For years, the city of Savannah has dealt with vacant homes that aren't taken care of. The city says there are currently 2,285 vacant lots and structures throughout the city that they are aware of.
The numbers are increasing, according to Kimberly Corbin, Savannah's property maintenance director. She says in 2016, there were only 2,119 vacant lots/structures. One possible reason behind this increase, she says, could be Hurricane Matthew.
Some residents, like Christella Snyder, hope the city can work quicker to fix her neighboring homes that are not as well kept as hers.
“It’s hard to do this work and not see it all around me. I use to walk in this neighborhood but I don’t do that anymore because it’s not a pretty sight," Snyder said.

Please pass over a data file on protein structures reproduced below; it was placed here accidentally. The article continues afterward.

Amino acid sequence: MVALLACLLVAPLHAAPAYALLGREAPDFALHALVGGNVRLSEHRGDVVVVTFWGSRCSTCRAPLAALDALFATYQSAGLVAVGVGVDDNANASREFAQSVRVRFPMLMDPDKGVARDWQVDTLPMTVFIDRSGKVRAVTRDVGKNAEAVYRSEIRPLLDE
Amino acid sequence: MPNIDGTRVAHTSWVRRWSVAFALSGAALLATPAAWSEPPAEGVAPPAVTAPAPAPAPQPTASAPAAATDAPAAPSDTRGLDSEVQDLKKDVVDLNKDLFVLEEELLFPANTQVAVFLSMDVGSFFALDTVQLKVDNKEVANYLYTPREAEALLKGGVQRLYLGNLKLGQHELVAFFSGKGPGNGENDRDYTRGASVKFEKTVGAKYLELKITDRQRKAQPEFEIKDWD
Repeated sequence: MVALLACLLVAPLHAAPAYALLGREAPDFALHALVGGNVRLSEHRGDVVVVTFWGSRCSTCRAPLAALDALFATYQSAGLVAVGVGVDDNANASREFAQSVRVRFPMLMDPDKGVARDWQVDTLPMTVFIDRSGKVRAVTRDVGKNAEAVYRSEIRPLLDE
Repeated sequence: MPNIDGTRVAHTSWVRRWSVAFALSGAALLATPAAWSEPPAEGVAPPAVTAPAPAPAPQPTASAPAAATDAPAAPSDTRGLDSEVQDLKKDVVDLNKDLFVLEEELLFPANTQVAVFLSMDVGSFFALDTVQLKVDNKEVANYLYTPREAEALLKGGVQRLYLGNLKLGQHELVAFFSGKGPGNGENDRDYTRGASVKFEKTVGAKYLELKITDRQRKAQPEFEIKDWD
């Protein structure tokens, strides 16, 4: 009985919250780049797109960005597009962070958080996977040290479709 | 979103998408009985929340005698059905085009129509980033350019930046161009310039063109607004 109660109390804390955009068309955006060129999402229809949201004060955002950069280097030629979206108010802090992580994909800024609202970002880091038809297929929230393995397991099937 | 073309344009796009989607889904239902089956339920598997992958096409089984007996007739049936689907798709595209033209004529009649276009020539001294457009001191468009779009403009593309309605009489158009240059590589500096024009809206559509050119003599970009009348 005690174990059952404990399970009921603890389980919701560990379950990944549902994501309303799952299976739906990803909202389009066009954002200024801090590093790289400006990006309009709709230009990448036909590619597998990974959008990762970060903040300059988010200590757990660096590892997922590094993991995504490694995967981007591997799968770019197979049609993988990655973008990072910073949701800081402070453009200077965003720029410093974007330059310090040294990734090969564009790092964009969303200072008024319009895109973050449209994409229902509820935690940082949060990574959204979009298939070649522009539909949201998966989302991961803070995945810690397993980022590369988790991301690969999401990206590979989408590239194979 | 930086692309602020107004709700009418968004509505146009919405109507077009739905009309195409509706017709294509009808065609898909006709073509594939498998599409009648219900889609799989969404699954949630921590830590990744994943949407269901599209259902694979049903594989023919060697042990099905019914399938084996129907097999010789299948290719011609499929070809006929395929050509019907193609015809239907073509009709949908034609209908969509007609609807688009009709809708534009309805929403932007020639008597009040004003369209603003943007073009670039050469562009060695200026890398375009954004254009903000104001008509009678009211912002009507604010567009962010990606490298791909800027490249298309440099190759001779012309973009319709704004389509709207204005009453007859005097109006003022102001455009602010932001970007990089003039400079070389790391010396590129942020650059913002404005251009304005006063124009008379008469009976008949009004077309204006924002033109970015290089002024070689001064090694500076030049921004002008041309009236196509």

Corbin says the timeline varies when it comes to the city taking action on an abandoned home, but anyone who wants to report a home that isn't in accordance with their standards can call 311, or 912-651-6565. A staff member will go out to take a look within 24 hours.
“We can’t trespass on a property, we have to have permission," Corbin said. "Being vacant in and of itself is not a violation."
Here's a look at how much money the city spent in 2016 on blighted properties.
- Demolition: $106,878.90 for 16 home demolitions
- Mowing: $47,364.50 for 240 lots mowed
- Boarding/Securing: $5,880.00 to board up 30 homes
The city is also rolling out a new initiative at the end of the month called Savannah Shines, where they will focus on a specific neighborhood and will put stricter ordinances in place in an effort to turn that neighborhood around. The city has yet to announce which neighborhood that will be.